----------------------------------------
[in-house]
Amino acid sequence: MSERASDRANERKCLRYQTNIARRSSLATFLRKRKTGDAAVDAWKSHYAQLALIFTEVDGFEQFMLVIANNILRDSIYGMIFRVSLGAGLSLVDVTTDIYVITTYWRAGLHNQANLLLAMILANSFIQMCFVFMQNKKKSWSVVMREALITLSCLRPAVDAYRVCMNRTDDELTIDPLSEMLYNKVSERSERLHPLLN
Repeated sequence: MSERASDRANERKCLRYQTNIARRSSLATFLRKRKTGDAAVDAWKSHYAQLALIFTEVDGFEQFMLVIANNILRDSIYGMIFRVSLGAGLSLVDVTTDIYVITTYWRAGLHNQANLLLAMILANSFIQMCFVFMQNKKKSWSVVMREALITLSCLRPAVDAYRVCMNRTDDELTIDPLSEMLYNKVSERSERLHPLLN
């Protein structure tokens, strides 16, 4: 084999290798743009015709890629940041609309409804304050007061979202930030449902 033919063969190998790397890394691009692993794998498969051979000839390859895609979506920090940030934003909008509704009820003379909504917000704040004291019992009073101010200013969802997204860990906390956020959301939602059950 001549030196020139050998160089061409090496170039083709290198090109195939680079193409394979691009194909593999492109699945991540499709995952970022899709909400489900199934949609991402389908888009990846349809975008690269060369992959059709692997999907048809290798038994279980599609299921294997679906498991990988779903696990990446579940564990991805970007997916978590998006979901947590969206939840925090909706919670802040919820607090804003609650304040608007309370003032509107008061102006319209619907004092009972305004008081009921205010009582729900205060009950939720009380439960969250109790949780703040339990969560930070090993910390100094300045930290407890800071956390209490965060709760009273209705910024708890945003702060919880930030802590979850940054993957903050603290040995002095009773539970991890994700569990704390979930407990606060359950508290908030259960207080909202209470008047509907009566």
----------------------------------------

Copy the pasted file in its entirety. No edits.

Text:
[in-house]
Amino acid sequence: MSERASDRANERKCLRYQTNIARRSSLATFLRKRKTGDAAVDAWKSHYAQLALIFTEVDGFEQFMLVIANNILRDSIYGMIFRVSLGAGLSLVDVTTDIYVITTYWRAGLHNQANLLLAMILANSFIQMCFVFMQNKKKSWSVVMREALITLSCLRPAVDAYRVCMNRTDDELTIDPLSEMLYNKVSERSERLHPLLN
Repeated sequence: MSERASDRANERKCLRYQTNIARRSSLATFLRKRKTGDAAVDAWKSHYAQLALIFTEVDGFEQFMLVIANNILRDSIYGMIFRVSLGAGLSLVDVTTDIYVITTYWRAGLHNQANLLLAMILANSFIQMCFVFMQNKKKSWSVVMREALITLSCLRPAVDAYRVCMNRTDDELTIDPLSEMLYNKVSERSERLHPLLN
């Protein structure tokens, strides 16, 4: 084999290798743009015709890629940041609309409804304050007061979202930030449902 033919063969190998790397890394691009692993794998498969051979000839390859895609979506920090940030934003909008509704009820003379909504917000704040004291019992009073101010200013969802997204860990906390956020959301939602059950 001549030196020139050998160089061409090496170039083709290198090109195939680079193409394979691009194909593999492109699945991540499709995952970022899709909400489900199934949609991402389908888009990846349809975008690269060369992959059709692997999907048809290798038994279980599609299921294997679906498991990988779903696990990446579940564990991805970007997916978590998006979901947590969206939840925090909706919670802040919820607090804003609650304040608007309370003032509107008061102006319209619907004092009972305004008081009921205010009582729900205060009950939720009380439960969250109790949780703040339990969560930070090993910390100094300045930290407890800071956390209490965060709760009273209705910024708890945003702060919880930030802590979850940054993957903050603290040995002095009773539970991890994700569990704390979930407990606060359950508290908030259960207080909202209470008047509907009566």